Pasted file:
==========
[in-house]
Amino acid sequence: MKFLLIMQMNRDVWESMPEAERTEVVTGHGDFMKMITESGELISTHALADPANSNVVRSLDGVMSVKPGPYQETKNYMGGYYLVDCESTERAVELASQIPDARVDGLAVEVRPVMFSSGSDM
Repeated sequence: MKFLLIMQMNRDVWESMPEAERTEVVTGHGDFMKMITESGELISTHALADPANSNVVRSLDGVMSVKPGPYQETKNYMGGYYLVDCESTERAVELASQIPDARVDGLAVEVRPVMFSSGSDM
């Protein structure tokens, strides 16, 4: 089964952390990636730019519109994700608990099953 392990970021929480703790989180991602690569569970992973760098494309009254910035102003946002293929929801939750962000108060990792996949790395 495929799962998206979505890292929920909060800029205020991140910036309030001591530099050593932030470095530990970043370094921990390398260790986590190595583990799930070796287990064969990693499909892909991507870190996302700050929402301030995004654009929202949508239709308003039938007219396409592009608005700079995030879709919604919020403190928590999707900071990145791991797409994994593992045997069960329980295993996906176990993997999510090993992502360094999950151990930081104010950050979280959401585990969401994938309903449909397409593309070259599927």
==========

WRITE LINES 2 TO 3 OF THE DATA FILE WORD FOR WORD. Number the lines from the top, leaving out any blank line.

Amino acid sequence: MKFLLIMQMNRDVWESMPEAERTEVVTGHGDFMKMITESGELISTHALADPANSNVVRSLDGVMSVKPGPYQETKNYMGGYYLVDCESTERAVELASQIPDARVDGLAVEVRPVMFSSGSDM
Repeated sequence: MKFLLIMQMNRDVWESMPEAERTEVVTGHGDFMKMITESGELISTHALADPANSNVVRSLDGVMSVKPGPYQETKNYMGGYYLVDCESTERAVELASQIPDARVDGLAVEVRPVMFSSGSDM